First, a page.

Face shields are a necessity in lots of professions and for a wide range of tasks in the workplace or at home. OSHA requires the use of face shields when workers are exposed to flying objects, molten metal, liquid chemical compounds, acids or caustic liquids, chemical gasses or vapors, or doubtlessly hazardous light radiation. Specific jobs requiring the use of face shields embrace metal workers, some medical employees, industrial painters and staff in chemical plants. While not all employment and tasks require a face shield, they are typically ignored and needs to be used more often.
5 Reasons To Use A Face Shield
Flying particles: Dust and other fine materials can fly into your eyes. When utilizing chainsaws, angle grinders or comparable power tools, you must always use a face shield.
Splash hazards: When dealing with acids, corrosives, chemical adherents or strippers and or with body fluids it is best to wear face shields. Typical safety eyewear doesn’t provide the required liquid splash protection required for these type of hazards.
Excessive heat: When performing furnace maintenance, partaking in welding or handling any molten substance it’s best to use a face shield. Some face shields, typically employed in foundries, have particular coatings to provide additional protection from extreme temperatures.
Arc Hazards: Electricians working with high voltage connections want protection from potential arc explosions, which can lead to extreme burns and death! Only specifically designed face shields should be used. The Elvex ARC-Shield is an instance of a face shield specifically designed to protect towards arc flash.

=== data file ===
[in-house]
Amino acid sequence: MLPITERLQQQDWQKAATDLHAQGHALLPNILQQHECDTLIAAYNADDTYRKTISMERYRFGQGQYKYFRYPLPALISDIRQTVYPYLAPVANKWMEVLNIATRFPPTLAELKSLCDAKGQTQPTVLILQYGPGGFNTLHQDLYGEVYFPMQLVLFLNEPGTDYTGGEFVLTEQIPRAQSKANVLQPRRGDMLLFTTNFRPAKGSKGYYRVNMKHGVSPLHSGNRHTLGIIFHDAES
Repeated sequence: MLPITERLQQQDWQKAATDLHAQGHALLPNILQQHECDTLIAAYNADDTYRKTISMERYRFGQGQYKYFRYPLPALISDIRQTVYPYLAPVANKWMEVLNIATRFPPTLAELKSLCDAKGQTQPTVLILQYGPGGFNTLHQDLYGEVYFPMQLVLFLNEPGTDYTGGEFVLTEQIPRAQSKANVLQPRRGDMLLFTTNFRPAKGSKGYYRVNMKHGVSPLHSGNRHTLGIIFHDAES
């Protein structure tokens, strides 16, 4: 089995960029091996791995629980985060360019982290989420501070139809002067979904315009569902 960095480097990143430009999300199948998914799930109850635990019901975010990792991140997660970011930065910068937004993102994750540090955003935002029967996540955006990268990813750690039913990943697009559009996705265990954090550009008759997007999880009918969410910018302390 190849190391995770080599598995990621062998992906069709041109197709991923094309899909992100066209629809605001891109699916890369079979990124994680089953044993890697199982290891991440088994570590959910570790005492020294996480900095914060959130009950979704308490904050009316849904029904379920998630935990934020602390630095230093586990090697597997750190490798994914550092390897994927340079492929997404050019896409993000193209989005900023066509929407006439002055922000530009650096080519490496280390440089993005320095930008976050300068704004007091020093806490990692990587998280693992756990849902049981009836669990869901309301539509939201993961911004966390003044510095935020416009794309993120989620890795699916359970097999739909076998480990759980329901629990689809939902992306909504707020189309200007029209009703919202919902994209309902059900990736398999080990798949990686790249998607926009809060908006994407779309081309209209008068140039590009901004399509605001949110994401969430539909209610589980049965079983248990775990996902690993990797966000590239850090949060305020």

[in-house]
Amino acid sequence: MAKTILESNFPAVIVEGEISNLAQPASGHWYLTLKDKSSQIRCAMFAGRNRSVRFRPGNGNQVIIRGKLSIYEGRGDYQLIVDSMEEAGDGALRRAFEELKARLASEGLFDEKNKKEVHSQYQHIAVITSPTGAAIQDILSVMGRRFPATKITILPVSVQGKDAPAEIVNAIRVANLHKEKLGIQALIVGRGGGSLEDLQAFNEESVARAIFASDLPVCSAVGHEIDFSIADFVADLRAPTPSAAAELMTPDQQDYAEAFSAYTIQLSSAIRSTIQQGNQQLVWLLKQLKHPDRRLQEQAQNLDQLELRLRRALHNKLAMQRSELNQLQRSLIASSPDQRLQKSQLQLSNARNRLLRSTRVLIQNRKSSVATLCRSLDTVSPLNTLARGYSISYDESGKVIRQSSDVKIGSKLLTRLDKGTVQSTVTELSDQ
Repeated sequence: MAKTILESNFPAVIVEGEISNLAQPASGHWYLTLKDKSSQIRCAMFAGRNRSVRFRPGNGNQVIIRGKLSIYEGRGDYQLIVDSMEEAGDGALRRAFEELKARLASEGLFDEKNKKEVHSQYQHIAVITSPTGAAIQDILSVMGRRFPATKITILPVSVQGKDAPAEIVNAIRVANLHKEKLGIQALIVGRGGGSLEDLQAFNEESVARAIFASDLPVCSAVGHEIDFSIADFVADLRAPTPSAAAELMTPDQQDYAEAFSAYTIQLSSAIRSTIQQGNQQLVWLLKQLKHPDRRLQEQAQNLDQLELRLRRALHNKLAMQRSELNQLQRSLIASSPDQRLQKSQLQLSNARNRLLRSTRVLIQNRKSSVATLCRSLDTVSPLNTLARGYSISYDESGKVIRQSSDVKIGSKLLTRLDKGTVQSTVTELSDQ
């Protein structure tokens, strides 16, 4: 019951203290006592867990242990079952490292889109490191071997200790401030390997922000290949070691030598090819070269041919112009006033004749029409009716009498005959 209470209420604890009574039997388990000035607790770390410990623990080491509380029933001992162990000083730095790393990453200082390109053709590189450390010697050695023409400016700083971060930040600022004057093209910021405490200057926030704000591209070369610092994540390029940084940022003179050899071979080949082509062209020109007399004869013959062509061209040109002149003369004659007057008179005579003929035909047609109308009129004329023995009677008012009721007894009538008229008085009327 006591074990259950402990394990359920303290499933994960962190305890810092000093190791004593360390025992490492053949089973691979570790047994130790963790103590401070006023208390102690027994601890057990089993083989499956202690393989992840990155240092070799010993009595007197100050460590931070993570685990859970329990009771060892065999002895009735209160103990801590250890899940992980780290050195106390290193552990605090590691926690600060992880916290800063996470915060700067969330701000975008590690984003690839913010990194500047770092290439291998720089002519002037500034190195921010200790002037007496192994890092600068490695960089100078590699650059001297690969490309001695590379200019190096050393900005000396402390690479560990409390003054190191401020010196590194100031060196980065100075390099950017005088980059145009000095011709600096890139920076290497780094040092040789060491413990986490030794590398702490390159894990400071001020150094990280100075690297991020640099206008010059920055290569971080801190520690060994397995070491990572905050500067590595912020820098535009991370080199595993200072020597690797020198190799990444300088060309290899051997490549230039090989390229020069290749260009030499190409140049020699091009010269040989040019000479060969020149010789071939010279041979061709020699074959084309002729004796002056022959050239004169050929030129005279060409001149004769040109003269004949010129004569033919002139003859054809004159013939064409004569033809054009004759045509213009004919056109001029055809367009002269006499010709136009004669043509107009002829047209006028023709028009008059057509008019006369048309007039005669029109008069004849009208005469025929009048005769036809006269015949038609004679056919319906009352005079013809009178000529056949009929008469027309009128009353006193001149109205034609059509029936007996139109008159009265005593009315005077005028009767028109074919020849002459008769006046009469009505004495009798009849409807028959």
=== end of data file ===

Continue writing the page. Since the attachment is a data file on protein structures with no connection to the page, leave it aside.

High-velocity impact hazards: Safety glasses do an important job of protecting your eyes. Nonetheless, they can’t protect your face. Plus, safety glasses might fail if hit by an object with enough mass or velocity. Face shields provide an extra stage of protection from high-mass and high-velocity impact hazards. With that being said, it’s always really useful to wear safety eyewear underneath your face shield.
Luckily, safety glasses stopped this broken angle-grinder disk because a face shield should have been worn.
5 Face Shield Options To Consider
Side protection on face shields provides elevated protection from lateral hazards. It’s a natural intuition to turn your face away from an object flying towards you. However, this might expose your eyes or face to the incoming hazard. Be certain that your face shield has adequate side protection, particularly if you’re working round liquid splash or radiation hazards.
Goggle styles such as the Jackson MonoShield with Goggles or Bolle Atom Shield provide one other option for face protection when working in clean rooms, metal processing, foundries, mining, construction and more. These face shields combine a removable goggle with a face shield. This function provides the ability to replace the goggle if it becomes scratched or damaged. Plus, you could discover these face shields simpler to use in lab environments, because the face shield fits closer to your face.
Headgear – Face shields are typically worn with headgear or mounted to a traditional hard hat. Consider the type of setting you’ll be working in and select the appropriate headgear system. Most face shield producers provide adapters for mounting their products on hard hats.
Face shields are available in removable or lift-entrance designs. Removable face shields permit for simple replacement while lift-entrance styles can be lowered and raised shortly because the task requires.
Face shield material comes in polycarbonate, Lexan or wire mesh models. Polycarbonate and Lexan protect in opposition to impacts and are available in clear or tinted versions. Wire mesh face shields are common with loggers and provide protection from impacts, plus they don’t fog up. Nonetheless, wire mesh face shields shouldn’t be used for work involving chemical, liquid splash, or fine dust hazards.
Think Safety Glasses AND Face Shield
Face shields do a wonderful job of providing further eye and face protection from a variety of dangers. Nevertheless, you need to always wear safety glasses under your face shield because the bottom and sides of face shields typically have gaps. Liquid or debris passing via these gaps can contact your eyes, doubtlessly inflicting an injury.
Be sure to take the time to guage the dangers in your work area and choose the appropriate eye and face protection.
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